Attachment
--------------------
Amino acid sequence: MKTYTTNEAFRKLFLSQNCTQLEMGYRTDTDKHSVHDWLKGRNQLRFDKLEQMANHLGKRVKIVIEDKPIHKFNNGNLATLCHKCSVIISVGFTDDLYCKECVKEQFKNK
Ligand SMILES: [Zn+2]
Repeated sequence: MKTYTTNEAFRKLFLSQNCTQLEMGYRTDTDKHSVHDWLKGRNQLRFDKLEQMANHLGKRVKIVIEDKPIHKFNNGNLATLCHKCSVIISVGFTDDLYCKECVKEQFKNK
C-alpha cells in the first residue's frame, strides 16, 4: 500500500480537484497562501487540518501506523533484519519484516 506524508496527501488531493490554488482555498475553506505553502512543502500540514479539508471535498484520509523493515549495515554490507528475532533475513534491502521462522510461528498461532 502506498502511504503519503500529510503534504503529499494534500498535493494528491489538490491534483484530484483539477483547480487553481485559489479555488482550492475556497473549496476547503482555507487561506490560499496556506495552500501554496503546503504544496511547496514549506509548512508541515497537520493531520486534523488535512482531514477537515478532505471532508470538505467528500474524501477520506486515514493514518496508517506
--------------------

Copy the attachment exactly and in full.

Amino acid sequence: MKTYTTNEAFRKLFLSQNCTQLEMGYRTDTDKHSVHDWLKGRNQLRFDKLEQMANHLGKRVKIVIEDKPIHKFNNGNLATLCHKCSVIISVGFTDDLYCKECVKEQFKNK
Ligand SMILES: [Zn+2]
Repeated sequence: MKTYTTNEAFRKLFLSQNCTQLEMGYRTDTDKHSVHDWLKGRNQLRFDKLEQMANHLGKRVKIVIEDKPIHKFNNGNLATLCHKCSVIISVGFTDDLYCKECVKEQFKNK
C-alpha cells in the first residue's frame, strides 16, 4: 500500500480537484497562501487540518501506523533484519519484516 506524508496527501488531493490554488482555498475553506505553502512543502500540514479539508471535498484520509523493515549495515554490507528475532533475513534491502521462522510461528498461532 502506498502511504503519503500529510503534504503529499494534500498535493494528491489538490491534483484530484483539477483547480487553481485559489479555488482550492475556497473549496476547503482555507487561506490560499496556506495552500501554496503546503504544496511547496514549506509548512508541515497537520493531520486534523488535512482531514477537515478532505471532508470538505467528500474524501477520506486515514493514518496508517506